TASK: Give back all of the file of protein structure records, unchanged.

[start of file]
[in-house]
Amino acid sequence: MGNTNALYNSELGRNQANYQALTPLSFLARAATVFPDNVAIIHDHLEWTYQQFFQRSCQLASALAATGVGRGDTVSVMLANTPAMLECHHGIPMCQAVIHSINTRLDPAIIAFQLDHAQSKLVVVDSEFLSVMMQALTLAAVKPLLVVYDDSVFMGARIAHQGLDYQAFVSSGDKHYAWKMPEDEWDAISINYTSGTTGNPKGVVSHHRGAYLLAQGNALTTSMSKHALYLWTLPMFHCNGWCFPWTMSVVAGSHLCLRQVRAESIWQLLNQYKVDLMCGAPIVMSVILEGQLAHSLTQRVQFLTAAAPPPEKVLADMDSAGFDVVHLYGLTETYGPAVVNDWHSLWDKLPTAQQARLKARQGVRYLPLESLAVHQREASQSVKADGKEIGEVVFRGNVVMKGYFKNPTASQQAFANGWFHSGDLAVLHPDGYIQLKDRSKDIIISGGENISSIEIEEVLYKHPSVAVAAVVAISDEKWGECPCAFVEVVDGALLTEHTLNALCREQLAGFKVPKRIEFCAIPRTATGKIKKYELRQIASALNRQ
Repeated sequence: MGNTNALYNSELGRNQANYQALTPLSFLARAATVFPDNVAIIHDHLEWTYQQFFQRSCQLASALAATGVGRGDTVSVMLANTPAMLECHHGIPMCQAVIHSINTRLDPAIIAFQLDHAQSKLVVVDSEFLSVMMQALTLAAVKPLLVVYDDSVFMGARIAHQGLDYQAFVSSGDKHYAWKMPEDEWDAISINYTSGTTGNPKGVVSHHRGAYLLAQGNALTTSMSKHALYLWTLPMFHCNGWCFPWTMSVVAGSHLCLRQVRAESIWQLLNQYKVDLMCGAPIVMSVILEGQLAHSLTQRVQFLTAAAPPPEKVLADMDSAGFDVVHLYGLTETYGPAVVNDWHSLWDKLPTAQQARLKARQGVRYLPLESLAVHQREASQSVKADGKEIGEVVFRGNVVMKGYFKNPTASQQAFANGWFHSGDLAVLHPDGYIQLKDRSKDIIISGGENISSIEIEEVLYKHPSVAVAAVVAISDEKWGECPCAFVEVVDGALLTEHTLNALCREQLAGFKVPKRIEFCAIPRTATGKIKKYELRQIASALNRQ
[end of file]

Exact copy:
[in-house]
Amino acid sequence: MGNTNALYNSELGRNQANYQALTPLSFLARAATVFPDNVAIIHDHLEWTYQQFFQRSCQLASALAATGVGRGDTVSVMLANTPAMLECHHGIPMCQAVIHSINTRLDPAIIAFQLDHAQSKLVVVDSEFLSVMMQALTLAAVKPLLVVYDDSVFMGARIAHQGLDYQAFVSSGDKHYAWKMPEDEWDAISINYTSGTTGNPKGVVSHHRGAYLLAQGNALTTSMSKHALYLWTLPMFHCNGWCFPWTMSVVAGSHLCLRQVRAESIWQLLNQYKVDLMCGAPIVMSVILEGQLAHSLTQRVQFLTAAAPPPEKVLADMDSAGFDVVHLYGLTETYGPAVVNDWHSLWDKLPTAQQARLKARQGVRYLPLESLAVHQREASQSVKADGKEIGEVVFRGNVVMKGYFKNPTASQQAFANGWFHSGDLAVLHPDGYIQLKDRSKDIIISGGENISSIEIEEVLYKHPSVAVAAVVAISDEKWGECPCAFVEVVDGALLTEHTLNALCREQLAGFKVPKRIEFCAIPRTATGKIKKYELRQIASALNRQ
Repeated sequence: MGNTNALYNSELGRNQANYQALTPLSFLARAATVFPDNVAIIHDHLEWTYQQFFQRSCQLASALAATGVGRGDTVSVMLANTPAMLECHHGIPMCQAVIHSINTRLDPAIIAFQLDHAQSKLVVVDSEFLSVMMQALTLAAVKPLLVVYDDSVFMGARIAHQGLDYQAFVSSGDKHYAWKMPEDEWDAISINYTSGTTGNPKGVVSHHRGAYLLAQGNALTTSMSKHALYLWTLPMFHCNGWCFPWTMSVVAGSHLCLRQVRAESIWQLLNQYKVDLMCGAPIVMSVILEGQLAHSLTQRVQFLTAAAPPPEKVLADMDSAGFDVVHLYGLTETYGPAVVNDWHSLWDKLPTAQQARLKARQGVRYLPLESLAVHQREASQSVKADGKEIGEVVFRGNVVMKGYFKNPTASQQAFANGWFHSGDLAVLHPDGYIQLKDRSKDIIISGGENISSIEIEEVLYKHPSVAVAAVVAISDEKWGECPCAFVEVVDGALLTEHTLNALCREQLAGFKVPKRIEFCAIPRTATGKIKKYELRQIASALNRQ